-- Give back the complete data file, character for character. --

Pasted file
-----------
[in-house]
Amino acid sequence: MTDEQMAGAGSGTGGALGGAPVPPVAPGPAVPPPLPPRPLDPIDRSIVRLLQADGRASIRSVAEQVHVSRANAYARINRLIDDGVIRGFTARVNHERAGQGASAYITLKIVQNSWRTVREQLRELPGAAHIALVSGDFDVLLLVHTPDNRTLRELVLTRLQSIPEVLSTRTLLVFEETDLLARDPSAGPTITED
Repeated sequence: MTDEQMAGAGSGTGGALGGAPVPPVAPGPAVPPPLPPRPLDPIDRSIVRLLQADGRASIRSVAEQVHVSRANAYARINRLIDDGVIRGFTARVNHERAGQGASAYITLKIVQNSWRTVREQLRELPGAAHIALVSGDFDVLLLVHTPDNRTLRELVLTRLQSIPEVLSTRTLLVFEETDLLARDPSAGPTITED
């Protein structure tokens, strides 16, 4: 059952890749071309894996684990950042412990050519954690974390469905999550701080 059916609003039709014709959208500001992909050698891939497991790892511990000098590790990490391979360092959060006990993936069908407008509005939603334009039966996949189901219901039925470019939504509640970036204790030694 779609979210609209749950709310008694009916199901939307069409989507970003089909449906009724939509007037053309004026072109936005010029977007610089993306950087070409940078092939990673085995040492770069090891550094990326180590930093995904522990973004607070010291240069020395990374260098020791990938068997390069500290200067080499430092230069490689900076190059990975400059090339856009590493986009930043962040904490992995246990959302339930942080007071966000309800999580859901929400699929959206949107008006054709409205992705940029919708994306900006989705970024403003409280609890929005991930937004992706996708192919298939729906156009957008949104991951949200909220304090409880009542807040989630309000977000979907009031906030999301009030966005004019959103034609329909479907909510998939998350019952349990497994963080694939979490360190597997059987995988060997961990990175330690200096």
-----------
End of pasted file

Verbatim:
[in-house]
Amino acid sequence: MTDEQMAGAGSGTGGALGGAPVPPVAPGPAVPPPLPPRPLDPIDRSIVRLLQADGRASIRSVAEQVHVSRANAYARINRLIDDGVIRGFTARVNHERAGQGASAYITLKIVQNSWRTVREQLRELPGAAHIALVSGDFDVLLLVHTPDNRTLRELVLTRLQSIPEVLSTRTLLVFEETDLLARDPSAGPTITED
Repeated sequence: MTDEQMAGAGSGTGGALGGAPVPPVAPGPAVPPPLPPRPLDPIDRSIVRLLQADGRASIRSVAEQVHVSRANAYARINRLIDDGVIRGFTARVNHERAGQGASAYITLKIVQNSWRTVREQLRELPGAAHIALVSGDFDVLLLVHTPDNRTLRELVLTRLQSIPEVLSTRTLLVFEETDLLARDPSAGPTITED
């Protein structure tokens, strides 16, 4: 059952890749071309894996684990950042412990050519954690974390469905999550701080 059916609003039709014709959208500001992909050698891939497991790892511990000098590790990490391979360092959060006990993936069908407008509005939603334009039966996949189901219901039925470019939504509640970036204790030694 779609979210609209749950709310008694009916199901939307069409989507970003089909449906009724939509007037053309004026072109936005010029977007610089993306950087070409940078092939990673085995040492770069090891550094990326180590930093995904522990973004607070010291240069020395990374260098020791990938068997390069500290200067080499430092230069490689900076190059990975400059090339856009590493986009930043962040904490992995246990959302339930942080007071966000309800999580859901929400699929959206949107008006054709409205992705940029919708994306900006989705970024403003409280609890929005991930937004992706996708192919298939729906156009957008949104991951949200909220304090409880009542807040989630309000977000979907009031906030999301009030966005004019959103034609329909479907909510998939998350019952349990497994963080694939979490360190597997059987995988060997961990990175330690200096």